No, it wouldn't make a significant impact on compilation time. Unlike special tools like FX Cop the compiler itself doesn't perform any complicated checks so in respect to the other logic it has to perform it's insignificant.
What actually may decrease the performance a bit is outputting a very large amount of messages into the console window when compiling from the command line. In this case redirecting the output into a file is a possible improvement.
However, it's a good idea to fix those parts of code that generate warnings. You'll end up with a higher quality code base and mitigate some bugs that would otherwise occur more easily.
Update: Experimental results.
Our codebase has approx. 340 thousand lines of C# code divided into 48 projects in a single solution. Recompiling yields 460 warnings. The compiler's output is 2800 lines longs and occupies nearly 400 kB when redirected into a file.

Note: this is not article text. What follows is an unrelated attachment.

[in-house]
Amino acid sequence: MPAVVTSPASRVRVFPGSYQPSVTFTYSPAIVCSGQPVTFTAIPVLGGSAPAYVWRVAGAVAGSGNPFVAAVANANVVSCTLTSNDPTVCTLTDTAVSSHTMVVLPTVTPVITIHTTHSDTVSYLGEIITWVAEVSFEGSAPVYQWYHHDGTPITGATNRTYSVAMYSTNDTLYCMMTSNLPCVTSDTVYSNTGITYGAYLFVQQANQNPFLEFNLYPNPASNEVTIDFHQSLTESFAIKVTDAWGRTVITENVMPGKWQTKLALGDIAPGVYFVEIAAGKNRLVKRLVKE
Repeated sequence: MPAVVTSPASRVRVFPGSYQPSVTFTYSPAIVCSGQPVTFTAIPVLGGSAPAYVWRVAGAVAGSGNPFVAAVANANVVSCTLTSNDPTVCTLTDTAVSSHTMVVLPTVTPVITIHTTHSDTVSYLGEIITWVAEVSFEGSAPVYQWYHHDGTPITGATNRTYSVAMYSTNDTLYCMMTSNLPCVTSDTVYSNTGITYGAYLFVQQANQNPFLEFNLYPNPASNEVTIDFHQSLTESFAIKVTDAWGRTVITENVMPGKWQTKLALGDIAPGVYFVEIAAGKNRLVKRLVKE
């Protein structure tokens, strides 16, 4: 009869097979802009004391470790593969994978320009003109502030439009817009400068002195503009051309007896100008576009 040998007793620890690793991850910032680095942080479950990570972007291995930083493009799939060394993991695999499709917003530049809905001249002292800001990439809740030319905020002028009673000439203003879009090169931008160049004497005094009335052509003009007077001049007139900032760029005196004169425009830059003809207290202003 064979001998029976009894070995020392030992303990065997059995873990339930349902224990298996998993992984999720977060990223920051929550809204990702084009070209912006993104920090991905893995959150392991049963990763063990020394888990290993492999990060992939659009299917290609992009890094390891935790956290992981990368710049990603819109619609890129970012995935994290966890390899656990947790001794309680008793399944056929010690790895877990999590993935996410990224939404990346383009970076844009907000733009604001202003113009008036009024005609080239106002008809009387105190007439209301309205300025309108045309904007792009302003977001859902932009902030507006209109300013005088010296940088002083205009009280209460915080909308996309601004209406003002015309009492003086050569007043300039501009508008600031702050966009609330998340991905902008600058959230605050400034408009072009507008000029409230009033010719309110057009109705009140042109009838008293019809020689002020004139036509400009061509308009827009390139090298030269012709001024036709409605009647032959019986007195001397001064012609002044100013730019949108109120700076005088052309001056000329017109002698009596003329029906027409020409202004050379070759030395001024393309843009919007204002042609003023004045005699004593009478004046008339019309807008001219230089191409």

Compilation speed on a Core i7 920, 9 GB RAM, single 7.2 krpm disk:
- 47 seconds when outputting into a console window,
- 43 seconds when redirecting into a file — that is 9.1% decrease in compilation time.
All times are averages from three compilations, with a few initial compiles to force the files into the cache. Note that I didn't do any measurements with warnings turned off.